The turnout of families here is heartening, with local schoolchildren, this year represented by Charissa Birtwell and Luke Hewitt, keeping the Anzac spirit alive by reciting their essays on what ANZAC Day means to them.
This service grows every year and is a simple and moving tribute commemorating the gratitude we feels and the debt we owe to our servicemen and women.
The Meaning of Anzac day
Is ANZAC Day, as some claim, a celebration of war?
I do not believe so. It is a commemoration the bravery and self-sacrifice of the young men of all wars, who gave up their dreams, youth, health and happiness, and in many cases their lives, so that we can enjoy those things.
Ninety five years ago today the ANZAC spirit was born at Gallipoli. At 5.38 on a dawning Sunday morning they went ashore at Ari Benu to meet fierce resistance their foes, the Ottoman Turkish defenders. Unknown to the troops, they had been landed at the wrong place, the enemy were well dug in to fortified positions, and the campaign was doomed before it began. Planned as a bold stroke to knock Turkey out of the war by advancing to Constantinople, it quickly became a stalemate, and the campaign dragged on for eight long and bloody months.
Towards the end of 1915 the allied forces were evacuated, after both sides had suffered heavy casualties and endured great hardships. Over 8,000 Australian soldiers were killed over the eight months of the campaign. 25 April soon became the day on which Australians remembered the sacrifice of those who had died in the war, with the first commemorative ceremonies held in 1916.
The ‘War to end all wars’ sadly dragged on in bloody sacrifice until November 1918.
ANZAC Day has gone beyond the anniversary of the landing on Gallipoli to become the day we remember ALL Australians who served and died in all wars, conflicts, and peacekeeping operations. The spirit of ANZAC, with its human qualities of courage, mateship, and sacrifice, continues to have meaning and relevance for our sense of national identity.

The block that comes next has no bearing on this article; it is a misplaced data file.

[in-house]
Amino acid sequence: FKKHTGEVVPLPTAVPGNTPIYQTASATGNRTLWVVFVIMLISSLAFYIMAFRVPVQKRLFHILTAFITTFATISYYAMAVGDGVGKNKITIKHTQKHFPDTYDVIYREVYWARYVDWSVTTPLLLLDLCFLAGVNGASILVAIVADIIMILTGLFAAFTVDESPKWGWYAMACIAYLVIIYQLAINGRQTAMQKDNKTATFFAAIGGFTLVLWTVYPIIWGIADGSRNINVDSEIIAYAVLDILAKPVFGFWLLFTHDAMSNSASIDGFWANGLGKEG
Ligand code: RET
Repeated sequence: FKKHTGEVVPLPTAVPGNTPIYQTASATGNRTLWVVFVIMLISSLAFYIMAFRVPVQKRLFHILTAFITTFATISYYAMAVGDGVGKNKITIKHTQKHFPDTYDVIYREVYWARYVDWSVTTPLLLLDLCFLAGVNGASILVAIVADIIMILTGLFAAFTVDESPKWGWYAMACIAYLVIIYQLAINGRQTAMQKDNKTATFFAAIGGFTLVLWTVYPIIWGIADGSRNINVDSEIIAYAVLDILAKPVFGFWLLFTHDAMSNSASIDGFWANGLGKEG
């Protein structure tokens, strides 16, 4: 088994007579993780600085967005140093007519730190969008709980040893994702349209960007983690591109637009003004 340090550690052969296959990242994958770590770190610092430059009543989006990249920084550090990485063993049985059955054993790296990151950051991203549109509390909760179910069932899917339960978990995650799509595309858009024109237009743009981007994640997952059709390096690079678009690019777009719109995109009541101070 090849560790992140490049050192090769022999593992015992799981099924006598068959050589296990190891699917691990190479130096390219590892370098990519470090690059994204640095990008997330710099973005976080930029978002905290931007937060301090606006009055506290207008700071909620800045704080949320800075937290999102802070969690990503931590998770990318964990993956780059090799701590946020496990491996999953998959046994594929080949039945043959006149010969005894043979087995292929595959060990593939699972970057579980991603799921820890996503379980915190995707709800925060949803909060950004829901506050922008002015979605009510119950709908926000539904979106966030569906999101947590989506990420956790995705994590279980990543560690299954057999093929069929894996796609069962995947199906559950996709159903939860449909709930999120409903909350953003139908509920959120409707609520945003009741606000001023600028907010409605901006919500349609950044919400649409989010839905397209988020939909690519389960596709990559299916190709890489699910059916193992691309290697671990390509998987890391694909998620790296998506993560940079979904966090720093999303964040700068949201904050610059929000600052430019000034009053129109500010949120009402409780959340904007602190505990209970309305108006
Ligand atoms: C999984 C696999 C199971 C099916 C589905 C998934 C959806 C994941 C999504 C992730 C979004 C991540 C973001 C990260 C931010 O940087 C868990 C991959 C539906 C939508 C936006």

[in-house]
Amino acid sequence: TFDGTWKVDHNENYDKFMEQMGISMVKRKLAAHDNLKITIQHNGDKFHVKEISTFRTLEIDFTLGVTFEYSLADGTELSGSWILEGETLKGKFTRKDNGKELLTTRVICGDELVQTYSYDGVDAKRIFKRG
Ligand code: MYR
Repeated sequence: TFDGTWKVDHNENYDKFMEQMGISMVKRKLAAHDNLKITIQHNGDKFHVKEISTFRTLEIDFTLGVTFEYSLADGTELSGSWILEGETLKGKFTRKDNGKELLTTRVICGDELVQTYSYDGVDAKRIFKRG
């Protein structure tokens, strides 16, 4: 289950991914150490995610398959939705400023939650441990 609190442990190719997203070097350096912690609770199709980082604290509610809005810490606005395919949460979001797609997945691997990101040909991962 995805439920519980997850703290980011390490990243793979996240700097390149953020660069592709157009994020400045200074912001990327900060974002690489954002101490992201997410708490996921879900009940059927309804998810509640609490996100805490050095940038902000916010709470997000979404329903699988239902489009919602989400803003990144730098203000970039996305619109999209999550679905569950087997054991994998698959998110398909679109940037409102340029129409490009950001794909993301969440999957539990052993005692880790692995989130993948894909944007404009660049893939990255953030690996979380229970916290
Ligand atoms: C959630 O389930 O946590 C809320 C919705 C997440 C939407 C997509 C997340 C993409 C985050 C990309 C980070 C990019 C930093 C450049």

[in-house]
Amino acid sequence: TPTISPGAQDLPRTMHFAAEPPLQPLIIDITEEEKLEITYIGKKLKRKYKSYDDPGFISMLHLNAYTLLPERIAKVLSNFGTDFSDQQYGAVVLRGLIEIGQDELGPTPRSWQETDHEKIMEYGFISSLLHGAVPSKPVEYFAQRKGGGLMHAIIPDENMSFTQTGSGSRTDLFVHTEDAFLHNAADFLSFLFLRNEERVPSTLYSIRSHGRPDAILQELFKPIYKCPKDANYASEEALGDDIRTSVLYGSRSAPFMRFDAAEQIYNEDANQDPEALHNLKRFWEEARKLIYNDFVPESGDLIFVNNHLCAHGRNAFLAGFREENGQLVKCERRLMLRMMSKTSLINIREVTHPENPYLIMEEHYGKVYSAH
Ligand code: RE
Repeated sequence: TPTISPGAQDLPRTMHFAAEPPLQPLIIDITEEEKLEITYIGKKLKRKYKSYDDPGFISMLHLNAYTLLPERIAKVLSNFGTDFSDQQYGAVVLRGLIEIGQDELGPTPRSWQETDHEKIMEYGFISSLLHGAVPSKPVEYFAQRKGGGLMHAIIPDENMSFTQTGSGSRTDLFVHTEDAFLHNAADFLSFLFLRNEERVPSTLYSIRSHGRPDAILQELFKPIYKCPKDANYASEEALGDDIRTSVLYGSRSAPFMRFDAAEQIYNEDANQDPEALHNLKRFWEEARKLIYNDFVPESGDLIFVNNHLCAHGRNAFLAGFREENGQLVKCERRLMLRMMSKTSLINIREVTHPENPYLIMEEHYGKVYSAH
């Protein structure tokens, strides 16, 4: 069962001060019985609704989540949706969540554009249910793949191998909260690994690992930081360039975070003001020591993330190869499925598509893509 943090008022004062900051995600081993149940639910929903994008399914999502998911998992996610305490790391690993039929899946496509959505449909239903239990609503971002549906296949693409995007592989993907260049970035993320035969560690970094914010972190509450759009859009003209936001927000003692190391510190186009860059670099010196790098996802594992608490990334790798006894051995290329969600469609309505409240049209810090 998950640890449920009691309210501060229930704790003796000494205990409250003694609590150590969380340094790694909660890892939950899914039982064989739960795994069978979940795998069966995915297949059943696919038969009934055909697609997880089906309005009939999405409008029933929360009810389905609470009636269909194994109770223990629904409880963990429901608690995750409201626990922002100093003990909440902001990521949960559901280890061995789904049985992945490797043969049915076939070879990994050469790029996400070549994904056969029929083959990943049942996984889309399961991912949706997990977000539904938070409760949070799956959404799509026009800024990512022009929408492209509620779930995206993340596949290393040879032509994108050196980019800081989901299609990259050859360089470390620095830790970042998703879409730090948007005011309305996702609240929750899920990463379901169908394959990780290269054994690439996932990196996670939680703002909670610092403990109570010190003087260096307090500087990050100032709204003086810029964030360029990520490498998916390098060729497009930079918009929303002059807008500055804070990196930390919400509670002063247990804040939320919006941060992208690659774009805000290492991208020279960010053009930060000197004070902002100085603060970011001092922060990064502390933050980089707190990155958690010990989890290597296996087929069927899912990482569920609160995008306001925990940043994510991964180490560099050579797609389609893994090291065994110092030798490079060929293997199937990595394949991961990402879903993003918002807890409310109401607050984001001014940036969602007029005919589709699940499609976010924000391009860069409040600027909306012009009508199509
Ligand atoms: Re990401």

Australians recognise 25 April as an occasion of national remembrance, with commemorative services at dawn – the time of the original landing – across the nation. Later in the day, ex-servicemen and women meet to take part in marches through the major cities and in many smaller centres, and participate in more formal commemorative ceremonies held at war memorials around the country.
The Dawn Service has its origins in a military routine still followed by the Australian Army today. The half-light of dawn is one of the most favoured times for an attack. Soldiers in defensive positions were woken in the dark before dawn, so by the time first light crept across the battlefield they were awake, alert, and manning their weapons; this is still known as the “stand-to”. As dusk is also favourable for attacks, the routine was repeated at sunset.
After WWI, returned soldiers sought the comradeship experienced in those quiet, peaceful moments before dawn. A dawn stand-to, with its symbolic links to the dawn landing at Gallipoli, became a common form of ANZAC Day remembrance during the 1920s. The first official dawn service was held at the Sydney Cenotaph in 1927.
Today dawn services are usually simple, movingly sincere ceremonies following the military routine, and attended by families. At the end of the service a lone bugler plays the Last Post and concludes the service with Reveille, the bugler’s call to wake up.
The more formal late morning ceremonies follow a pattern familiar to generations of Australians, with the attendance of local and national dignitaries and military officers, with more speeches and attendees.
On arriving home I managed to catch some shots of 3 vintage planes, a biplane and 2 monoplanes, as they performed for ceremonies on the coastal strip